Change or Revolution?

In Mark Tracy’s brief article discussing proposed (and enacted) changes in professional football, “NFL Rule Changes: When is Football No Longer Football,” he discusses several possible changes to the game of football. These alterations include the banning of lowering one’s helmet to break a tackle, extremely limited contact in preseason camps, and the removal of the kick off from the pro bowl.

Now, in my opinion the third of those three rules is the most alarming. The first two are changes, nothing

Devin Hester returned the opening kickoff for a touchdown in the 2006 Super Bowl
Devin Hester returned the opening kickoff for a touchdown in the 2006 Super Bowl

more, nothing less, and they will have very limited effect on the way the game is played. However, the possibility of the kick off being removed is more than a change, it is an alteration to a part of the game that has not only existed for over a century, but has provided some of the most iconic moments in professional football: a huge part of American culture. In fact, as a Chicago Bears fan growing up near Chicago, I was able to experience one of my most memorable moments of spectating (albeit via television) simply because the kick off is part of the game of football (image to the left). By removing it, the game will not only be intrinsically different, but will also no longer be capable of providing such moments.

It is very possible that the great Irish philosopher Edmund Burke would agree with me when saying that this particular change would be detrimental to a long-developed game which is inherently American. He may even assert that any of the proposed changes discussed in Tracy’s article would be foolish to impose.

BurkeIn his “Reflections on the Revolutions in France,” Burke states that “revolutions destroy the fabric of old society.” Because the French system of monarchical government was not developed over the course of a short period of time, but rather years and years of development and experience, Burke asserts that revolting and attempting to severely alter this government is reckless, ill-advised, and likely detrimental to French society as a whole.

So how would Burke look at these NFL rule changes? Perhaps the two less severe changes–the banning of helmet lowering and limited preseason contact–would simply fall under the category of natural alterations that occur over the course of anything’s (whether it be government or sports) development. It is likely, however, that Burke would see the removal of the kickoff from the game of football as a revolution that could be paralleled to that of France’s in the late eighteenth century. Maybe Burke wouldn’t be a football fan if he was around today. Either way, I guess we’ll never know.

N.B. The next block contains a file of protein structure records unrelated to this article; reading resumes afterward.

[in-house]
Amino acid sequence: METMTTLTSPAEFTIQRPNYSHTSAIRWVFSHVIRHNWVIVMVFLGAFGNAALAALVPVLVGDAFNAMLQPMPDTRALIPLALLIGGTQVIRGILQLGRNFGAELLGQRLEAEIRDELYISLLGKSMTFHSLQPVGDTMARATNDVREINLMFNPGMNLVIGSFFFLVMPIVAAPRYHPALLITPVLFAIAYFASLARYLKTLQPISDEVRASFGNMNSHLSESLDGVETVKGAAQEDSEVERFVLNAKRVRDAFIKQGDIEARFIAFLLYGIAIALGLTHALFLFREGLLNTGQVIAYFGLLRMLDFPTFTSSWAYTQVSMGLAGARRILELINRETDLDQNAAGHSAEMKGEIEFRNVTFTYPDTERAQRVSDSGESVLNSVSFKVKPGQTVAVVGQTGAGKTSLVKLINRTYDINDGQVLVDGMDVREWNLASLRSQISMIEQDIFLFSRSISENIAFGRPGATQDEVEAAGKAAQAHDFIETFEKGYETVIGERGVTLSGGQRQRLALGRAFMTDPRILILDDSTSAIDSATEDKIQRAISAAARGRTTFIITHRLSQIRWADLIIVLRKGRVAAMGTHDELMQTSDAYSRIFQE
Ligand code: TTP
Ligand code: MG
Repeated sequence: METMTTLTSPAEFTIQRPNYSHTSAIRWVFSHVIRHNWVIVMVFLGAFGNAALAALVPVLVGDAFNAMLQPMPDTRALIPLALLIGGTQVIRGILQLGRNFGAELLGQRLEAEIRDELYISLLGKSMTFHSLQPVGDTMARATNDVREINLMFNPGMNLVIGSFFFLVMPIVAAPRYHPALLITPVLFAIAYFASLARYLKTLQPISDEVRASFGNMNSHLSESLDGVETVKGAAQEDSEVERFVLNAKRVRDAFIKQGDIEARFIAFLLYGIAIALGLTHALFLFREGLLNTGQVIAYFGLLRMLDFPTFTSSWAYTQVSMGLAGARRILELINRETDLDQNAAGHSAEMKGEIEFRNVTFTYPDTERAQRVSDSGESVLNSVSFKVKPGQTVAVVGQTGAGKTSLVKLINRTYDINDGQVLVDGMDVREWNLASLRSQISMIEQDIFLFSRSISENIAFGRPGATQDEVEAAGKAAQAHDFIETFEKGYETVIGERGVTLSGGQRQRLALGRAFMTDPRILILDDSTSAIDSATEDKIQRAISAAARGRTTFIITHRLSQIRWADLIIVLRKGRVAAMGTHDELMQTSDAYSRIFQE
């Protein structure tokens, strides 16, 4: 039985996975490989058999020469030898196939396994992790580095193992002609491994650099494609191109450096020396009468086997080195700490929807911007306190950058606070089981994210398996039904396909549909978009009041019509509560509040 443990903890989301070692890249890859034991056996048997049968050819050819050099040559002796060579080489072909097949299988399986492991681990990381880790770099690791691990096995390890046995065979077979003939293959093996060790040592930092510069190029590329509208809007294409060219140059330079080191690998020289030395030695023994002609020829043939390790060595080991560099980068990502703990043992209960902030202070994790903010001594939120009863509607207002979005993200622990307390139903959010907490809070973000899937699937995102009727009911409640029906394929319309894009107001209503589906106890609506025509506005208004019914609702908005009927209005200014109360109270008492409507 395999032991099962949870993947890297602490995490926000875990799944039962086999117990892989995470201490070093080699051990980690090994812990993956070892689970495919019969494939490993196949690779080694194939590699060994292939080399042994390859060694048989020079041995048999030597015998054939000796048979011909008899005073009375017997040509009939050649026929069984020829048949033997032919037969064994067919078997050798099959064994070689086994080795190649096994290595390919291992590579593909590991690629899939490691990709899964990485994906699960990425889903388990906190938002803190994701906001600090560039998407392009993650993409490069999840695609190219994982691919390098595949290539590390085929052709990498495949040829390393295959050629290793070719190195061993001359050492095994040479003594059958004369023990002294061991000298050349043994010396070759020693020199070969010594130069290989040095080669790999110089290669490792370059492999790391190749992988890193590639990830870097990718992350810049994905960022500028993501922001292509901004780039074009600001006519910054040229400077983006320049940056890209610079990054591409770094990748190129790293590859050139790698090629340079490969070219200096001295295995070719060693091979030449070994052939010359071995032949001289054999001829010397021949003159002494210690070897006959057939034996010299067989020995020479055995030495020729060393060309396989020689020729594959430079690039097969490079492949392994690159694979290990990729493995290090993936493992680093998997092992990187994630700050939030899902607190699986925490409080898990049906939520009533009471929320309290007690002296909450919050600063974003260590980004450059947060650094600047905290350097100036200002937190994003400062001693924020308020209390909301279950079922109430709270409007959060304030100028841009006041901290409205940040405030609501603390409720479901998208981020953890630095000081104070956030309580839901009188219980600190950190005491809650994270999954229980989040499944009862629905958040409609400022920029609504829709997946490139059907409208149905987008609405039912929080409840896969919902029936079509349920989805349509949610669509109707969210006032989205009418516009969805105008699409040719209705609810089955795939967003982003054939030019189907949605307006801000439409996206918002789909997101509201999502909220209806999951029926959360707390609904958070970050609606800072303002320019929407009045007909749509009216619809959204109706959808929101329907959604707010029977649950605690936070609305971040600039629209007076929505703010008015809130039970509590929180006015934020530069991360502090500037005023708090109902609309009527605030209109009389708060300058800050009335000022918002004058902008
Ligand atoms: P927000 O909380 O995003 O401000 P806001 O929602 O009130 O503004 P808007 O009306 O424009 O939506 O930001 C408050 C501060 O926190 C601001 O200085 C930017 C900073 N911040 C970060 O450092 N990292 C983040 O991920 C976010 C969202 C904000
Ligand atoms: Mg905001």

4 thoughts on “Change or Revolution?

  1. I agree with your post that eliminating the kickoff from football would no longer make football as entertaining. As a bears fan myself as well, watching Devin Hester return the kickoffs was truly one of the better parts of the game. Your connection to Burke is also very good, for it truly shows that making a drastic change could result in destruction; therefore eliminating the kickoff could decrease the entertainment of the game. Football is an amazing sport that cannot change.


  2. I agree with what you are saying completely. Not only are kick off returns an important part of the game, but as the commenter above me stated, they are truly one of the most exciting parts of the game. While it may be that even now many kick offs are downed in the end zone, when a returner does decide to run for it, it is an extremely exciting moment in the game giving a team momentum for the rest of their possession, if they are able to get good field position following the return. I really appreciated the connection to Burke in this article, and I completely agree that he would disagree with these rule changes. Sooner or later (If rule changes do continue) , this game will stop being american football and it will lose the support of even it’s most avid fans. Now don’t get me wrong, I love football, but I can’t imagine my family sitting down on thanksgiving to watch a game of what is practically flag football. The action and violence makes the game interesting and truly makes American football, american football.


  3. The NfL is trying to chance the league to become safer for the players. They are changing the game in ways that were unimaginable 10 years ago. Eliminating kickoffs would make the game less exciting. Fans love kickoffs, as it gives players the chance to make crazy moves and big hits. The NFL must realize that there will always be some risk in playing football. By taking away such an essential part of the game, they are taking away from the enjoyment of watching football.


  4. I agree with you that removing kickoffs would no longer make football ‘football’ because it has always been apart of the game. The excitement of a return is a huge part of football. The returner could take it back for a TD, turn the ball over, or get tackled behind the 20. There are so many different outcomes of a kickoff that removing this aspect of the game would be detrimental to the sport. Burke would view the removal of kickoffs as a radical change and he would oppose such a move.


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